How you write should fit the purpose you have for the scene/passage/sentence/character. Usually it would fit the genre but does not have to. Whether you're writing in first person, third limited or third omniscient would likely have an effect on the sort of voice you take on, for example whether your third person omniscient narrator is a character unto himself/herself or if it's simply narration.

    To say, "You should write conversationally" seems misleading, because it's not always appropriate, and what is "conversational" can be subjective and open to interpretation, meaning the advice, even if it's not bad advice, it's at best useless advice, because students cannot really interpret the advice accurately for it to be effective.

    My personal advice - forget the stuff you can't understand or simply confuse you. Pick up stuff that are actually useful to you. Read a lot. Write a lot. Ask for critique and edit. You'll be just fine :) There's more than one way to write, in any case, so you're not gonna be doomed if you forget about this. Maybe you'll read the same advice somewhere else where it's explained much better and then, if you find it useful, feel free to keep it in mind. For now, I just wouldn't worry about it.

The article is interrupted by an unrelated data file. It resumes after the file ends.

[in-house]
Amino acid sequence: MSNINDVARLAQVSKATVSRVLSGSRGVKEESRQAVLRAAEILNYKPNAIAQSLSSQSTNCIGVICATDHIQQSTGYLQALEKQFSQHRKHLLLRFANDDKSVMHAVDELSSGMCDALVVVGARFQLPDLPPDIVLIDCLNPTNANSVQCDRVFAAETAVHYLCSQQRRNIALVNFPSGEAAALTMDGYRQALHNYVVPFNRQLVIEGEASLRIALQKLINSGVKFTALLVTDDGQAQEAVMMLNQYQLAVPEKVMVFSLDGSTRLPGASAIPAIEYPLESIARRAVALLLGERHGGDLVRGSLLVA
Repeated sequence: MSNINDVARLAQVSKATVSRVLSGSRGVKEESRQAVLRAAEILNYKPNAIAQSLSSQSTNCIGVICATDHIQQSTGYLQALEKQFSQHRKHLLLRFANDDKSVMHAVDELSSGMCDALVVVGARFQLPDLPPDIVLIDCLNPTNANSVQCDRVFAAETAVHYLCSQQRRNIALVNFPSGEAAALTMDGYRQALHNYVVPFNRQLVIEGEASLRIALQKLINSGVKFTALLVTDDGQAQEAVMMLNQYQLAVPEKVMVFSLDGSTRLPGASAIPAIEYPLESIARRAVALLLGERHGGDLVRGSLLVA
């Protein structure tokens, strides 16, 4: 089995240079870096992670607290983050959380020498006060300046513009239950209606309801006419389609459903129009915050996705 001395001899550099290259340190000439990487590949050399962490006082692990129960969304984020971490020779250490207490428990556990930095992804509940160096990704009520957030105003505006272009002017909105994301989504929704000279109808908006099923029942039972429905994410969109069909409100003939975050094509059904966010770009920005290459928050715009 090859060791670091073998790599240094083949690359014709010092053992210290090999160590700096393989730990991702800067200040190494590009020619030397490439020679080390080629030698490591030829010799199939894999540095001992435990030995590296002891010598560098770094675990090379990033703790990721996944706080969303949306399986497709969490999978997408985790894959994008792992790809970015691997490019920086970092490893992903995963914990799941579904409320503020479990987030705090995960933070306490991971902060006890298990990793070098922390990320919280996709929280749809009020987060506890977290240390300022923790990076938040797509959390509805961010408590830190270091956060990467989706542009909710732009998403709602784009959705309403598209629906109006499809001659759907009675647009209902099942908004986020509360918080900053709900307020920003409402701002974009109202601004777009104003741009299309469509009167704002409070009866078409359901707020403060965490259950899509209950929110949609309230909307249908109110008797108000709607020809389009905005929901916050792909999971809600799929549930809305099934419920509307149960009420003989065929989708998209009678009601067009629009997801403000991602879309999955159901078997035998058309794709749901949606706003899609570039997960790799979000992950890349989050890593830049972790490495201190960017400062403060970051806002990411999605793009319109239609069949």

Just always make sure whatever you write, write it in a way that's suitable for the purpose you intended for it. Then you can't go far wrong :)
     
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  5. NigeTheHat
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    NigeTheHat Contributing Member Contributor

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    "Write conversationally" is good advice for non-fiction writing. Blog posts, articles, advertising. It's also excellent advice for anything that's usually written in official-speak - company reports, government documents etc - if your end goal is reader comprehension, but usually if you've been commissioned to write one of those it'll need to be signed off by someone who thinks it should be in official-speak, so it's rubbish for the actual end goal of 'get paid'.